Franca -- I suspect it's a science thing. Sciences are still heavily male-biased, and the pressure on women to be as serious as possible is huge, and that usually translates into joyless dressing. My colleagues in humanities seem to have a somewhat different experience, although I still do think that sexy/frumpy dichotomy is a very real thing no matter where you go -- that is, women get judged on their sexiness all the time, no matter what.

Cynthia said...

I love this post. LOVE.

I'm in the sciences, but my department is (by design) 50% female and we're all relatively early career. I generally get positive response to my colorful styling efforts from my female colleagues, and zero comment from my male colleagues.

Across our campus, a friend (and headless style blogger) gets no end of difficulty from her older male colleagues because she is young, feminine, single, and wears heels to work. Having heard what she's experienced I could see how it would make a woman retreat from dressing well at all. If my department was treating me like that I'd be coming to work in cords and a black hoodie every day. And looking for a new job.

fashionpuppets said...

I also have the feeling it depends on what department it is. In university I've always had the feeling that every faculty had it's own uniform. Arts students would dress very edgy. Those that would study agricultural engineering would try very hard in my opinion to pretend they didn't care about these things. And what always amazed me was that there would be some law or economics students that would wear a suit to go to classes. There even were people that could say who would study what based just on how they would dress and their attitude (law students = big attitude). Personally I feel like Psychology students were dressed and would act quite normal, but that's probably because I was one of them.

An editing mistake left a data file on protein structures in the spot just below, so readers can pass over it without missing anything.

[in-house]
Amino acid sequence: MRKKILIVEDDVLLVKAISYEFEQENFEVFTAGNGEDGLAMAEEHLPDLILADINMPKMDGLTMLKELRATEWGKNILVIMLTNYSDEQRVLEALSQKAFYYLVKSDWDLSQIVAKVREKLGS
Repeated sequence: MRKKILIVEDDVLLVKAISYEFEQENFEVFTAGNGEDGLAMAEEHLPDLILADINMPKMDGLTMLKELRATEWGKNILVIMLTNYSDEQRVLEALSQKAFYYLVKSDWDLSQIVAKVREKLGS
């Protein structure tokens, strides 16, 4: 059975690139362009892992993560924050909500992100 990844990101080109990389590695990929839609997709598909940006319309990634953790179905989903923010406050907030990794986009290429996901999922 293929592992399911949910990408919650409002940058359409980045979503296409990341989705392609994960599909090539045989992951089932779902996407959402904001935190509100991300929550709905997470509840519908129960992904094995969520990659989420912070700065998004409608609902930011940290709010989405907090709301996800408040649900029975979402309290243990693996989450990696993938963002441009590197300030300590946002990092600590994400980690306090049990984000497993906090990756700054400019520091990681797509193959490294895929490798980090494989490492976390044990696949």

Anonymous said...

I have a supervisory job where most of the other employees dress in jeans and/or scrubs. I know I get sneers for my skirts and tights and scarves instead of wearing the jeans and sneakers uniform. I almost started to dress myself down for them. Then I realized I dress as I do because it makes me feel professional and good about myself. If they don't like it, it's their issue. I'm happy that I'm finally comfortable enough in my own skin that I won't bend to change who I am so others can be comfortable.

urbanrhetoric said...

really great post. i was recently thinking about this, having read an older article entitled 'the f word' (although i am having a hard time finding it online now). it basically calls into question exactly what you are talking about....what i have really been struggling with is feminism + fashion. as if the 2 could not co-exist in the same space or body.

anyway, thank you for expressing this. more food for thought.

~p

Heather Fonseca said...

I feel like men simply don't have as many options as women in terms of their clothing, for work or otherwise, so there isn't as much to read into their clothing choices. Perhaps if they had to choose between wearing a skirt or pants or suit or dress they'd have the same issues women do trying to look professional and appropriate for work.

One of the other commenters also mentioned that people are essential tribal in their clothing choices. What we wear tells those around us which group we belong to. If we dress the right way we fit into the group, but if we don't then, well, we don't fit in.



Congrats on making links a la mode too! Your article is very thought provoking and enjoyable.

Fashademic said...

Excellent post! And when you wrote about academia, it reminded me of a quote I came across in Virginia Postrel's 'The Substance of Style' (which makes a great argument for the importance of aesthetics). Postrel quotes Emily Toth, an English professor who was offering advice to aspiring academics about clothes and make-up suitable to the academy:

"If you look like you spend too much time on your clothes, there are people who will assume that you haven't put enough energy into your mind. (Conversely) if you don't know how to dress, then what else don't you know? Do you know how to advise students or grade papers? The clothes are part of the judgement of the mind."

Equal parts hilarious and groan-inducing.

Sofia said...

Great post. I never thought about since I'm not even in college, I just hope I won't have to worry about it later.

Brittany said...

I just found your blog and love it, particularly your thoughts on fashion :).

fashionfoodfeminism.com said...

I like the idea of uniforms. I think that would help a lot. I love fashion, but I wore scrubs at work and it was wonderful. I could wear whatever I wanted to and from work because once I got there I put my uniform on. I also hate the concept of "work wear". I don't want to have to buy clothes that I would otherwise not wear because I need to have clothes to wear to work.